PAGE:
The File Distributor is a simple way to distribute files (sometime referred as work units in this document) to clients (computers running a particular application). The clients are expected to process the downloaded file and to report back a result in form of a string. It is also possible to distribute data to people, as the FD provides a way to get and report data via the web interface, though the web interface is more thought as a simple way to explain how FD works.
GPU File Distributor runs on Apache webserver with the PHP module backed by a mySQL database.
Therefore, you should first download from the Apachefriends.org website XAMPP, a package which bundles Apache, mySQL and phpMyAdmin (and more... :-) for Linux and Windows. FD was developed with XAMPP 1.5.5, but any newer version might work as well. Then you should install XAMPP. Using the XAMPP Control Panel start Apache and mySQL.
Download the File Distributor PHP scripts, unzip them and copy
them to the
htdocs directory created by XAMPP, so that you get a
full of PHP scripts.
Go to the directory
htdocs/file_distributor/config, take example_config.inc.php, copy it to
config.inc.php. Edit the variables in config.inc.php depending on your hardware
and network configuration.
As next step, you should visit http://localhost/phpmyadmin, to access phpMyAdmin,
an interface that speaks with the mySQL database. In phpMyAdmin, create a database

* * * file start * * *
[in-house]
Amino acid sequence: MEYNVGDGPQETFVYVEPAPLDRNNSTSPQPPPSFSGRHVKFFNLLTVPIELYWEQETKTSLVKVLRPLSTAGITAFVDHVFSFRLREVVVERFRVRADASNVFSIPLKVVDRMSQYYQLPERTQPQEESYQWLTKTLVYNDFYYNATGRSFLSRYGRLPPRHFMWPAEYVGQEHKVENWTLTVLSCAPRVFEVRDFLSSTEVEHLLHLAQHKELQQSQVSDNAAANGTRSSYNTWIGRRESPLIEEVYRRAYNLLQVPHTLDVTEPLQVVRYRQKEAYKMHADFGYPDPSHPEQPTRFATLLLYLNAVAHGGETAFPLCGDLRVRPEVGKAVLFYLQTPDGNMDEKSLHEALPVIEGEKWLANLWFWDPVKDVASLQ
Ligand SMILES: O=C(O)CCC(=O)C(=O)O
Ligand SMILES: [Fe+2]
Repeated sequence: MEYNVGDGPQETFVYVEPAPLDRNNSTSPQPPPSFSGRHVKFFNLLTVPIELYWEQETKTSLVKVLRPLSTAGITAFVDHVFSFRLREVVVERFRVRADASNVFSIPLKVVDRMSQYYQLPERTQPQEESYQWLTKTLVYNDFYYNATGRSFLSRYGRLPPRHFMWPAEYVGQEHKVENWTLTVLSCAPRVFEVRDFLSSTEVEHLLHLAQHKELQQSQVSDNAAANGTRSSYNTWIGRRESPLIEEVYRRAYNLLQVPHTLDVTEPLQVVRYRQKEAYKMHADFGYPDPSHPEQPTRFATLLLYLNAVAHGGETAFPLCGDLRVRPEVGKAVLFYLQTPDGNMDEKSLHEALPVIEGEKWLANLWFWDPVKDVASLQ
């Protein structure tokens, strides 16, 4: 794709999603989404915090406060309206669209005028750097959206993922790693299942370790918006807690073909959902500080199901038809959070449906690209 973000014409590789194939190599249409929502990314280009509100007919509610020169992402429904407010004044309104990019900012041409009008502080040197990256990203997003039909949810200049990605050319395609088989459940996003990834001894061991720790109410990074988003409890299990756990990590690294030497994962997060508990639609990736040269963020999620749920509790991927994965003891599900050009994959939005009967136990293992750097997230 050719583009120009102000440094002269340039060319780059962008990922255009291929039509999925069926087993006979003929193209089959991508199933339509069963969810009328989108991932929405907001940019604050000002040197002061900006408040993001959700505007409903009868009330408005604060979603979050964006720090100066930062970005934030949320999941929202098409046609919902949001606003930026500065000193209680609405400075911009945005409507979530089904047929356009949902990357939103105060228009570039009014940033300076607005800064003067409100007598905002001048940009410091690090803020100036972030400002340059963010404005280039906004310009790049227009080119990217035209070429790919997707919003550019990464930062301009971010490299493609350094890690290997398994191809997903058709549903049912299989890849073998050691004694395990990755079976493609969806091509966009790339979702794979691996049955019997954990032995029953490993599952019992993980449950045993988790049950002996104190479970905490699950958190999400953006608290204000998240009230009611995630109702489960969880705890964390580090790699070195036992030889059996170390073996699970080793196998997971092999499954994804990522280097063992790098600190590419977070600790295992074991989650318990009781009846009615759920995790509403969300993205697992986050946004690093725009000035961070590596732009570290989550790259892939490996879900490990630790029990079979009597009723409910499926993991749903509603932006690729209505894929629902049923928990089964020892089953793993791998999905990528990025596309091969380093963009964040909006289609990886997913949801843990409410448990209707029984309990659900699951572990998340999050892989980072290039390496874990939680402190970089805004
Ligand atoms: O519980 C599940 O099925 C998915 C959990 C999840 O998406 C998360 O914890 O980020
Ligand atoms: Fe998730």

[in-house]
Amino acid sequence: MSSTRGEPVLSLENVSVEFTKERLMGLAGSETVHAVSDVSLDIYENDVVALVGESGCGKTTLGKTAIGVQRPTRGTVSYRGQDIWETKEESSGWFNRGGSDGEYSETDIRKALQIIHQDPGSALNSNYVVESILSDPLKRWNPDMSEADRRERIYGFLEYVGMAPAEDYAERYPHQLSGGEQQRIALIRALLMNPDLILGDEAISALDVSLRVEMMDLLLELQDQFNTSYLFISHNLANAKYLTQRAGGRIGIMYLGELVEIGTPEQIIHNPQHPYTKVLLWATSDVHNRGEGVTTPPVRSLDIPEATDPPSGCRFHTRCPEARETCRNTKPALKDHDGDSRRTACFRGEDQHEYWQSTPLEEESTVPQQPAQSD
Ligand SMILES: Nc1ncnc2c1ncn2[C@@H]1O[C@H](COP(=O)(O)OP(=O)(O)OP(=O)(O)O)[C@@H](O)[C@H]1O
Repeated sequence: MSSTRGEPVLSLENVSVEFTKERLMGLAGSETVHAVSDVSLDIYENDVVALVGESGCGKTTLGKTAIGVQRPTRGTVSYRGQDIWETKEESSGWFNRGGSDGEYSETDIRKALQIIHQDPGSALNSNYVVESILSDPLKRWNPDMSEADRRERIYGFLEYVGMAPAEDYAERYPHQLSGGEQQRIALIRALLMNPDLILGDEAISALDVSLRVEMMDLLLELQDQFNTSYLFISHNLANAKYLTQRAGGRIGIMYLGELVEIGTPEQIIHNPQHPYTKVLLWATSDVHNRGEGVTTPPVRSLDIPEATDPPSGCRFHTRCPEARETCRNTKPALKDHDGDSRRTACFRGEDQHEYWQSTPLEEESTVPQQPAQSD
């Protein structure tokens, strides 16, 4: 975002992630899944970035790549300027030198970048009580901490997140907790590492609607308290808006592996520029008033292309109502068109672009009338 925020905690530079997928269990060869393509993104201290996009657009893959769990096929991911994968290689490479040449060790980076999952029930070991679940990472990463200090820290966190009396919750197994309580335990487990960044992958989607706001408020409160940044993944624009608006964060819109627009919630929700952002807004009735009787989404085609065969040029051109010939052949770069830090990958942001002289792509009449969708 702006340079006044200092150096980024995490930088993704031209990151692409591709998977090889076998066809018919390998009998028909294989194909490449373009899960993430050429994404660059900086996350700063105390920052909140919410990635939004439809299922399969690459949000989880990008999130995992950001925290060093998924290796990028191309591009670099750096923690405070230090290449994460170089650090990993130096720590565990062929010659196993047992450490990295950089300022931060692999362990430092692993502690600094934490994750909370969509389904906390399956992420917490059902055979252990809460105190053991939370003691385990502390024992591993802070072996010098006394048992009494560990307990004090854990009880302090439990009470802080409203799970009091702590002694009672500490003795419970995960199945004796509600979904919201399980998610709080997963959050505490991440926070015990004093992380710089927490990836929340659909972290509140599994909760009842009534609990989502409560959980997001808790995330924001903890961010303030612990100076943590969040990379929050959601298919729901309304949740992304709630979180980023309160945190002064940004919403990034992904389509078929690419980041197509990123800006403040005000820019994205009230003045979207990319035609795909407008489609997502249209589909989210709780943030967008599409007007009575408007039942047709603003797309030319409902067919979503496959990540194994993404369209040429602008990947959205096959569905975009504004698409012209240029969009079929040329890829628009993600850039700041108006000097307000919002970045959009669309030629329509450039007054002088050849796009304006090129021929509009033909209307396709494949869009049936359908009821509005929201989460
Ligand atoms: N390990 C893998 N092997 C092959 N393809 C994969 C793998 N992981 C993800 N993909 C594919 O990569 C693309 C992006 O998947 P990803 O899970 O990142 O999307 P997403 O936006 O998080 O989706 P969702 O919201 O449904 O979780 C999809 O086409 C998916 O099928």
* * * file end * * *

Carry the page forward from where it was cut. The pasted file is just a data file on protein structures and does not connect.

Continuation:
and a user
fd_user with a password you can set in
If the file_distributor is published, you should also modify the constant
$dns_name with the IP number of your
computer or with its DNS name.
htdocs/file_distributor/db/script.sql and go back to
Execute the SQL script with the phpMyAdmin interface inside the
file_distributor database you created.
There are three types of users: Computational Users, Project Managers and Administrators. Computational Users can only browse through projects, in particular they can watch reported results and see the progress in percent of a project. Project Managers can create, start and stop their own projects, if they can access the $root_projects directory of the server. Administrators can create, start, stop and delete any project and create new users.
Log in first as Administrator with username and password you specified in config.inc.php (variables $admin_user and $admin_pwd), so that you can create your own users.
$root_projects, it is possible to set an absolute path to folders, where each project is stored.
If you do not modify the configuration, you will find a directory
htdocs/file_distributor/projects. In this directory, you can create folder
that represent your project. Put the files, the work units you would like to distribute, inside these folders. As an example, a directory
already exists, with some files in it.
As next step, you should go to the FD web interface, and choose Insert project. Give a name to the project (mandatory, e.g. Test Project), and give the folder name (mandatory, test in our case).